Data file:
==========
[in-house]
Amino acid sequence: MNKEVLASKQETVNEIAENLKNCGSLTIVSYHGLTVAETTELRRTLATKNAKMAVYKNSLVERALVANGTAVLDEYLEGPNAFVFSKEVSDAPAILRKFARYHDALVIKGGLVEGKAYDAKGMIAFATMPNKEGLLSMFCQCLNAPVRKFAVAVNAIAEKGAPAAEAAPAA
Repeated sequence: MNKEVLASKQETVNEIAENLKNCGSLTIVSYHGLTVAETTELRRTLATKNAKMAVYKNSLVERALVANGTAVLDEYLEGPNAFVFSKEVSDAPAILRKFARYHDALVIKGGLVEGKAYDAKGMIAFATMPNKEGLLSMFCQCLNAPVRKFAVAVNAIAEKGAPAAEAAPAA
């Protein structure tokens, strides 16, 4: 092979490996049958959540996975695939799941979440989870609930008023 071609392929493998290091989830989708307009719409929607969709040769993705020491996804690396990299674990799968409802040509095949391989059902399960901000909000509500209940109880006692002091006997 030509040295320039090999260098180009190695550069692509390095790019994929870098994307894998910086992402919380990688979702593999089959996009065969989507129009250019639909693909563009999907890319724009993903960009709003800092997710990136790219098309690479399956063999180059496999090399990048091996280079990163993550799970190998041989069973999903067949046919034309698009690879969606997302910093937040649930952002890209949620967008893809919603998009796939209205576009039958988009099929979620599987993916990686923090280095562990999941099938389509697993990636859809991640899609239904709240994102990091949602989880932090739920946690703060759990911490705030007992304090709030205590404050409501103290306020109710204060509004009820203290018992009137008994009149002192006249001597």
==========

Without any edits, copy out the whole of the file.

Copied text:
[in-house]
Amino acid sequence: MNKEVLASKQETVNEIAENLKNCGSLTIVSYHGLTVAETTELRRTLATKNAKMAVYKNSLVERALVANGTAVLDEYLEGPNAFVFSKEVSDAPAILRKFARYHDALVIKGGLVEGKAYDAKGMIAFATMPNKEGLLSMFCQCLNAPVRKFAVAVNAIAEKGAPAAEAAPAA
Repeated sequence: MNKEVLASKQETVNEIAENLKNCGSLTIVSYHGLTVAETTELRRTLATKNAKMAVYKNSLVERALVANGTAVLDEYLEGPNAFVFSKEVSDAPAILRKFARYHDALVIKGGLVEGKAYDAKGMIAFATMPNKEGLLSMFCQCLNAPVRKFAVAVNAIAEKGAPAAEAAPAA
């Protein structure tokens, strides 16, 4: 092979490996049958959540996975695939799941979440989870609930008023 071609392929493998290091989830989708307009719409929607969709040769993705020491996804690396990299674990799968409802040509095949391989059902399960901000909000509500209940109880006692002091006997 030509040295320039090999260098180009190695550069692509390095790019994929870098994307894998910086992402919380990688979702593999089959996009065969989507129009250019639909693909563009999907890319724009993903960009709003800092997710990136790219098309690479399956063999180059496999090399990048091996280079990163993550799970190998041989069973999903067949046919034309698009690879969606997302910093937040649930952002890209949620967008893809919603998009796939209205576009039958988009099929979620599987993916990686923090280095562990999941099938389509697993990636859809991640899609239904709240994102990091949602989880932090739920946690703060759990911490705030007992304090709030205590404050409501103290306020109710204060509004009820203290018992009137008994009149002192006249001597």